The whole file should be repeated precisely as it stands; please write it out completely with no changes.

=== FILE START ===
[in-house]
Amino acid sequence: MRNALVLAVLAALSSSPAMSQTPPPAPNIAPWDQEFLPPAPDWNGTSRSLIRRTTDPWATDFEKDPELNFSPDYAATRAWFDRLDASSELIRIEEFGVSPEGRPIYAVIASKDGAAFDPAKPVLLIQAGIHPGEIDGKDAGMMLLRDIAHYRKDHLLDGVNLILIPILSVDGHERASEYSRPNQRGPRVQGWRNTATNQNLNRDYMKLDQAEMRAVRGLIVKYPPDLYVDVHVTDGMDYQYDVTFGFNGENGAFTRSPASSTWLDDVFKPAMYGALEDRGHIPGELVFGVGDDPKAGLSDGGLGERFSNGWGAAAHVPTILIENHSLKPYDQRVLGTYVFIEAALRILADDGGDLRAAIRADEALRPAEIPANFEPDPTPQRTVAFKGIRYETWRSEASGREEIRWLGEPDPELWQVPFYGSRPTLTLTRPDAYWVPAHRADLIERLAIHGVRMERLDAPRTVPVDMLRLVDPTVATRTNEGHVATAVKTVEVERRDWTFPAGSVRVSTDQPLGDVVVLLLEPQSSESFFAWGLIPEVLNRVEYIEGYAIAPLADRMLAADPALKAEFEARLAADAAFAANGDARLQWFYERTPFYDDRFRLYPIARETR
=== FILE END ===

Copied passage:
[in-house]
Amino acid sequence: MRNALVLAVLAALSSSPAMSQTPPPAPNIAPWDQEFLPPAPDWNGTSRSLIRRTTDPWATDFEKDPELNFSPDYAATRAWFDRLDASSELIRIEEFGVSPEGRPIYAVIASKDGAAFDPAKPVLLIQAGIHPGEIDGKDAGMMLLRDIAHYRKDHLLDGVNLILIPILSVDGHERASEYSRPNQRGPRVQGWRNTATNQNLNRDYMKLDQAEMRAVRGLIVKYPPDLYVDVHVTDGMDYQYDVTFGFNGENGAFTRSPASSTWLDDVFKPAMYGALEDRGHIPGELVFGVGDDPKAGLSDGGLGERFSNGWGAAAHVPTILIENHSLKPYDQRVLGTYVFIEAALRILADDGGDLRAAIRADEALRPAEIPANFEPDPTPQRTVAFKGIRYETWRSEASGREEIRWLGEPDPELWQVPFYGSRPTLTLTRPDAYWVPAHRADLIERLAIHGVRMERLDAPRTVPVDMLRLVDPTVATRTNEGHVATAVKTVEVERRDWTFPAGSVRVSTDQPLGDVVVLLLEPQSSESFFAWGLIPEVLNRVEYIEGYAIAPLADRMLAADPALKAEFEARLAADAAFAANGDARLQWFYERTPFYDDRFRLYPIARETR